WHO advocates for the swift and large-scale implementation of Xpert in high-HIV prevalence settings and settings where MDR TB is prevalent because of its improved diagnostic performance over smear microscopy . However the readiness of intended users and health systems, both in peripheral laboratories and in clinics at the point-of-care (POC), is unclear. A Cochrane review in 2014 by Steingart et al suggested that not all peripheral-level laboratories may be able to satisfy the operational requirements recommended for Xpert testing, namely an uninterrupted and stable electrical power supply, temperature control, and yearly calibration of the GeneXpert modules. Following early implementation of Xpert in nine high TB burden countries, a wide range of challenges, including infrastructure limitations, training requirements, sub-optimal Xpert test performance, and non-standard result recording have been reported .
The usefulness of Xpert for intensified case finding with high sensitivity and specificity has been demonstrated in controlled studies [14, 15]; however, the usefulness of Xpert is dependent on the GeneXpert yielding valid test results. Evaluating the introduction of GeneXpert and its operation in routine HIV care and treatment settings is recommended before nationwide scale-up . Emerging evidence about the GeneXpert in programmatic settings has shown variability of performance in failure rates and accuracy [17–19]. Apart from the GeneXpert and environmental factors such as power supply and temperature, sputum specimen preparation and cartridge version (G3 vs. G4) are among the factors potentially affecting Xpert failure rate and test validity [10, 13].
We documented our experience with staff training, GeneXpert and Xpert test performance during phased rollout of the thirteen GeneXperts serving 22 HIV care and treatment centers in Botswana, and aimed to address the following operational research questions: (1) what were the challenges experienced during GeneXpert installation and training, (2) among successful Xpert tests, what was the prevalence of MTBC and MTBC with RIF resistance, (3) what was the incidence of unsuccessful Xpert test by reason for unsuccessful test (i.e., “error”, “invalid”, or “no result”), (4) did unsuccessful test incidence differ between and POC-based and centralized laboratory-based GeneXpert, (5) among unsuccessful Xpert tests, what was the percentage due to error and type of error, (6) did incidence of unsuccessful test and error type differ between G3 and G4 cartridges, (7) was there notable trend over time in incidence of unsuccessful test by reason for unsuccessful test, (8) was there an association between unsuccessful test incidence and training level, and (9) what were the challenges maintaining GeneXpert and the effect of delayed calibration on unsuccessful test incidence?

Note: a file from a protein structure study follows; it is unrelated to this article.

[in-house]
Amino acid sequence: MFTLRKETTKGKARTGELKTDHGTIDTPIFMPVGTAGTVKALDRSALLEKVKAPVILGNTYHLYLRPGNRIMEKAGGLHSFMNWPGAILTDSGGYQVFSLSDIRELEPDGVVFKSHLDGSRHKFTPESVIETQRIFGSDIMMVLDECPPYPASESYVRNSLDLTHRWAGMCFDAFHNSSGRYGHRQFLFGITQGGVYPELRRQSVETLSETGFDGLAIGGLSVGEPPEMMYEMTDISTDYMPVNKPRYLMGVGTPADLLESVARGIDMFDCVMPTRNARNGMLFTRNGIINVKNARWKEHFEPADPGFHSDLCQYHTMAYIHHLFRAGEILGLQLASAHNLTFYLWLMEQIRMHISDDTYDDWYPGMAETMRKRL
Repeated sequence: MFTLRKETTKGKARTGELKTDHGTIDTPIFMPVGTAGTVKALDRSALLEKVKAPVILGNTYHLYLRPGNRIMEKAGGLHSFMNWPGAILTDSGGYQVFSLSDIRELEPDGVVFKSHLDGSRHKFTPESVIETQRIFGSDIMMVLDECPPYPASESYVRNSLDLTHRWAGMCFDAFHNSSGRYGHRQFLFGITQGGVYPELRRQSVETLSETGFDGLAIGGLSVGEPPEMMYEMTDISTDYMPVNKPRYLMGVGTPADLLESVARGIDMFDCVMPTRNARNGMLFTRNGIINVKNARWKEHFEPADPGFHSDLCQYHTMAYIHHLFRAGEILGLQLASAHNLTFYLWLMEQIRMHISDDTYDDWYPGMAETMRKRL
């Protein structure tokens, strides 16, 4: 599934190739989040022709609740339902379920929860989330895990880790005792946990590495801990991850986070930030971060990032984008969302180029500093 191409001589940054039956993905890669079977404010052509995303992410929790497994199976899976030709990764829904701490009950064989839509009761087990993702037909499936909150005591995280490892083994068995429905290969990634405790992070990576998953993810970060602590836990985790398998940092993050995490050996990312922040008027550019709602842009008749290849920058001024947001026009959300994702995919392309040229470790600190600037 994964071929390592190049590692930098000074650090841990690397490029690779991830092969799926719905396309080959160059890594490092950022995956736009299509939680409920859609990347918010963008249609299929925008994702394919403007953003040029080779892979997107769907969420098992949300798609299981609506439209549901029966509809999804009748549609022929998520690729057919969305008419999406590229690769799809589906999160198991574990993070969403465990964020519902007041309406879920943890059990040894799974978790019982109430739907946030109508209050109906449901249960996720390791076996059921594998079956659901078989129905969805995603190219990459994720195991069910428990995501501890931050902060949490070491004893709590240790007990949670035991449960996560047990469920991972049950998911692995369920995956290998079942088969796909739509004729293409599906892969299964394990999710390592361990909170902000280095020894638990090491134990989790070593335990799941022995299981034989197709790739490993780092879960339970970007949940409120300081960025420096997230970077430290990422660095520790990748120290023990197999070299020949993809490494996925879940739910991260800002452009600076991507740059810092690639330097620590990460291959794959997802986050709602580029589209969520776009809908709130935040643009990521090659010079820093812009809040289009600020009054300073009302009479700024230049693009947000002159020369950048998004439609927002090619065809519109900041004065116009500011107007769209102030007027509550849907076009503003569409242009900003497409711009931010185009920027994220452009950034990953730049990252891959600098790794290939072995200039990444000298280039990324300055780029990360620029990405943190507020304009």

Twelve of the 28 health districts with high HIV and TB burden were prioritized by MoH for initial Xpert implementation in routine settings following Botswana National TB guideline revision in 2011 to include Xpert in the TB diagnostic algorithm . Xpert was introduced in a phased manner and prospectively evaluated and monitored, together with Patient enrolment and follow-up, from August 2012 through November 2014. Installation of thirteen GeneXperts occurred over nine months between October 2012 and June 2013 at nine centralized laboratory sites and four POC clinical care sites without on-site laboratory services (shown in Fig 1). One to two GeneXperts were installed per month during this period, each with four modules for a total of 52 modules. The order of GeneXpert placement was randomized. GeneXpert operators included laboratorians at centralized laboratory sites and nurses at POC testing sites.
With introduction of Xpert at implementing districts, two trainings were organised. Training for clinicians consisted of a one-day training curriculum. This curriculum covered standard TB symptom screening, use of the Xpert-based TB diagnostic algorithm [6, 20], techniques to collect good quality sputum specimens, sputum transportation, information about the Xpert test, expected turnaround times, interpretation of test results, and a refresher on the management of TB and MDR TB.
Training for GeneXpert operators consisted of a three-day curriculum and standard operating procedure (SOP) manual. Three to four laboratorians at each centralized laboratory site and three to four nurses at POC sites were trained as operators. The training covered the theoretical basis of the Xpert test, how to operate the instrument, interpretation of results, troubleshooting, and GeneXpert maintenance (daily, weekly, and monthly). The third day of the training was hands-on operational training. All trainees had to pass a competency test before testing patient specimens from study sites.